“He's just dreamy. Eyes, mouth, the body structure. A dreamy guy.”
Marissa Miller had this to say about the surfer, “Can I give him an 11? Where do I begin? Number one, he surfs, which is hot, and he's extremely good-looking. He has these piercing blue eyes and an amazing body. He's my No. 1 out of everyone; I'll tell you that right now.” (I feel 20 percent worse about myself reading this quote about another man.)
Meanwhile, here’s what Fernanda Motta had to say about Tom. “He’s really cute!” Really cute?!?!? Did she pat him on the head after she said it? Marissa Miller had to take a cold shower after hearing the name “Kelly Slater” and Tom got “He’s really cute!”???
I have to stop talking about this.
Play No. 3
The game-winning catch by Santonio Holmes was a fantastic play all around. There were 43 seconds showing on the clock and Big Ben had just thrown a catchable (if not perfect) pass to Santonio in the left side of the end zone. The ball sailed through Holmes’ hands.
On the next play, Roethlisberger did a great job of buying time in the pocket and then threw a pass where only one person could catch it: Santonio Holmes. It was a great throw, but it was an even better catch. Holmes channeled his inner Cris Carter and brilliantly got both feet in bounds.
I mean, Larry Fitzgerald could have made this play with his eyes closed and a piano on his back. In fact, I think the league should level the playing field and force Fitzgerald to start playing with a piano on his back. Am I talking about Fitzgerald again? I may need to talk to someone about this.
The ramifications of Holmes’ catch were felt by more than just the members of the Steelers and Cardinals.
Santonio’s catch was another positive step in the advancement of wide receivers with funny first names. Last year, Plaxico Burress struck a blow for the goofily labeled pass catchers with the winning catch in the Super Bowl to beat the previously undefeated Patriots.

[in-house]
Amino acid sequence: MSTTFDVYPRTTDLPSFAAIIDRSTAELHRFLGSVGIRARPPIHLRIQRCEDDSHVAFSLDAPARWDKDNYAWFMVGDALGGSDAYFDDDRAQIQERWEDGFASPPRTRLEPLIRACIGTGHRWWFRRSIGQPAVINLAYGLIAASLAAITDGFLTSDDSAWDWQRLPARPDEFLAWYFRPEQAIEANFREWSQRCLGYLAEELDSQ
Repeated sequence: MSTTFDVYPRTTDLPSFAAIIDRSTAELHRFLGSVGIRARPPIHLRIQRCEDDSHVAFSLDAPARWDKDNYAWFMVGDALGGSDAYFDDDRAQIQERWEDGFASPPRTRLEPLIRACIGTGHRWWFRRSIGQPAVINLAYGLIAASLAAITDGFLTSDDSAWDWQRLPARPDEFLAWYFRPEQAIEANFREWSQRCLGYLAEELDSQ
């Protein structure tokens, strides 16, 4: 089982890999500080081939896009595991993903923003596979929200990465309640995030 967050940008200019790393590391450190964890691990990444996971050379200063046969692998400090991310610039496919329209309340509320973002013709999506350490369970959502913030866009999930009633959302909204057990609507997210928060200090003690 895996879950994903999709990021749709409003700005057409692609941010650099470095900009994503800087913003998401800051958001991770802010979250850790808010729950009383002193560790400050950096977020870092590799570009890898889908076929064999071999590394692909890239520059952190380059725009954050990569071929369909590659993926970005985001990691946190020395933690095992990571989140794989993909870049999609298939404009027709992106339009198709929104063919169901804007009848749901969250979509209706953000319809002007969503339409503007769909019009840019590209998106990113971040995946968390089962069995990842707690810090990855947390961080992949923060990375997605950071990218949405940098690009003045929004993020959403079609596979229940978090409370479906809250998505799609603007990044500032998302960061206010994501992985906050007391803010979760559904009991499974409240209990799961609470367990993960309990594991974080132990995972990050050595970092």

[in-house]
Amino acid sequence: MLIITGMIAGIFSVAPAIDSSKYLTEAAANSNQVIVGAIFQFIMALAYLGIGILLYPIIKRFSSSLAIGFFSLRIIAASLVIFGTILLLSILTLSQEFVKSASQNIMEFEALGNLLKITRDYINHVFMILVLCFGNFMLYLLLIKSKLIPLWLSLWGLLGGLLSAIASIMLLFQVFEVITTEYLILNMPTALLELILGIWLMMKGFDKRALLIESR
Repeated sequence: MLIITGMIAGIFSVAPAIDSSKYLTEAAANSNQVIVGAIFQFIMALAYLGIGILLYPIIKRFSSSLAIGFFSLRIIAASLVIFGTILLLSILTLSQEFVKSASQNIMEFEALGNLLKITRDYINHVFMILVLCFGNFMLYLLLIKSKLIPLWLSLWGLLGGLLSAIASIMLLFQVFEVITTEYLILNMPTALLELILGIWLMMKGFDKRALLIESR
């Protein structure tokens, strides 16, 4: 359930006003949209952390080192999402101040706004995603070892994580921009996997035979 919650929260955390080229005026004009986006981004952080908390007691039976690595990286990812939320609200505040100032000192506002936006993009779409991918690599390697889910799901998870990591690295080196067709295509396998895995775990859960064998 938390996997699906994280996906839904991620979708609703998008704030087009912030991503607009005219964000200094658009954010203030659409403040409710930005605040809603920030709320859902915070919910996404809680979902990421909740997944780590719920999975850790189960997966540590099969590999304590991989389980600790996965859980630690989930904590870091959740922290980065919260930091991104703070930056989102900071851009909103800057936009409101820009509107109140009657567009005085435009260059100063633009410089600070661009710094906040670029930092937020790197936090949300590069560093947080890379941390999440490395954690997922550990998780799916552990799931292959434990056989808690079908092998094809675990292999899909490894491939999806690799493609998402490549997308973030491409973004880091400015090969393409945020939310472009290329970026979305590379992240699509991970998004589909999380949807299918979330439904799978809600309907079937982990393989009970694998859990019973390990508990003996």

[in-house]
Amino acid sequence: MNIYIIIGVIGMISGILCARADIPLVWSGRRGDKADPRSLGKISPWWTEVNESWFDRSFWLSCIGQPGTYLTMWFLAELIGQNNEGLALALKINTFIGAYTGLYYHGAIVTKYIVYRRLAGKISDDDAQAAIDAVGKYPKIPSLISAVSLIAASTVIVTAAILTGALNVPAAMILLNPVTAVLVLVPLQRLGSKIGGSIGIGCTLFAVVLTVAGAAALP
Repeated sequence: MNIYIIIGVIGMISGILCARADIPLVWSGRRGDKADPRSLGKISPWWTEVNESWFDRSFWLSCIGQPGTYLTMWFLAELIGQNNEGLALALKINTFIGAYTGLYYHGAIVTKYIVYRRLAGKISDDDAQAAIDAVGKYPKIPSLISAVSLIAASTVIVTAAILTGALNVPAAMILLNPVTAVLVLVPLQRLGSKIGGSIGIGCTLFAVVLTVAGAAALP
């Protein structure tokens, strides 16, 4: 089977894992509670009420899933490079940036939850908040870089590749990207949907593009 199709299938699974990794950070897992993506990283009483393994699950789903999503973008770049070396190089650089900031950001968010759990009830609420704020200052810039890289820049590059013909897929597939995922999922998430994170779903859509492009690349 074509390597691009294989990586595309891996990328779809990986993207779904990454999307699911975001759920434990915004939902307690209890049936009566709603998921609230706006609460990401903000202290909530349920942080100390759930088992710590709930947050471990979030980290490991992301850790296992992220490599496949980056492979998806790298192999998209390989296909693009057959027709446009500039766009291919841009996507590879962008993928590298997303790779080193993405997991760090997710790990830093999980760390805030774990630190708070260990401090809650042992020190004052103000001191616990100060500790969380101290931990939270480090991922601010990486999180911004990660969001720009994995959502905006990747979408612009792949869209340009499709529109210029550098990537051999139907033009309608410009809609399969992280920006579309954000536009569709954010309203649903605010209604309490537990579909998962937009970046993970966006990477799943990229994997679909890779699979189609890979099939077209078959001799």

But, much of the work that had been done to gain acceptance for this group was lost when Plax shot himself in the thigh at a New York City bar this fall.
Holmes’ teammate Hines Ward, of course, started the unpopular movement to gain acceptance for these players three years ago by winning the Super Bowl MVP.
At the time, Hines knew he had a responsibility not only as one of the older players in the funny first name wide receiver club, but also as a player with only a moderately funny first name who may gain quicker acceptance.
Back in Pittsburgh, former Steelers’ star Lynn Swann admires Santonio for furthering the movement. Lynn, of course, has always had as one of his regrets his inability to forward the cause of girly named wide receivers.
As a result of Hines, Plaxico, and now Santonio, players like Reche Caldwell, Lavernues Coles, and Jabar Gaffney can hold their heads up high knowing that a funny first name is no longer a barrier to acceptance. And former players like Keyshawn Johnson and Peerless Price can sleep at night knowing their work was not forgotten.
That’s it. One game, three (and a half) great plays. I’m out of breath. Now, if you’ll excuse me, I have to go stand outside of Larry Fitzgerald’s house and follow him wherever he goes.